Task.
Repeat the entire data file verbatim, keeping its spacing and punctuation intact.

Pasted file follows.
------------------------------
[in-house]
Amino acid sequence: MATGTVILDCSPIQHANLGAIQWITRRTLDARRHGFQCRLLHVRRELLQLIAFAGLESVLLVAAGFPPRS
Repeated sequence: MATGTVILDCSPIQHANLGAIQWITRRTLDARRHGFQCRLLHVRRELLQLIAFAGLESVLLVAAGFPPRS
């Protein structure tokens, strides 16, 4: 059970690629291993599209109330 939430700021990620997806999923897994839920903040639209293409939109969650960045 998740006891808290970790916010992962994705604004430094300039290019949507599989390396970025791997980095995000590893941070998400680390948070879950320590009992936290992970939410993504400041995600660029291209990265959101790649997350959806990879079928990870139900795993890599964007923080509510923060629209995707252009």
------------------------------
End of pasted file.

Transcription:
[in-house]
Amino acid sequence: MATGTVILDCSPIQHANLGAIQWITRRTLDARRHGFQCRLLHVRRELLQLIAFAGLESVLLVAAGFPPRS
Repeated sequence: MATGTVILDCSPIQHANLGAIQWITRRTLDARRHGFQCRLLHVRRELLQLIAFAGLESVLLVAAGFPPRS
């Protein structure tokens, strides 16, 4: 059970690629291993599209109330 939430700021990620997806999923897994839920903040639209293409939109969650960045 998740006891808290970790916010992962994705604004430094300039290019949507599989390396970025791997980095995000590893941070998400680390948070879950320590009992936290992970939410993504400041995600660029291209990265959101790649997350959806990879079928990870139900795993890599964007923080509510923060629209995707252009």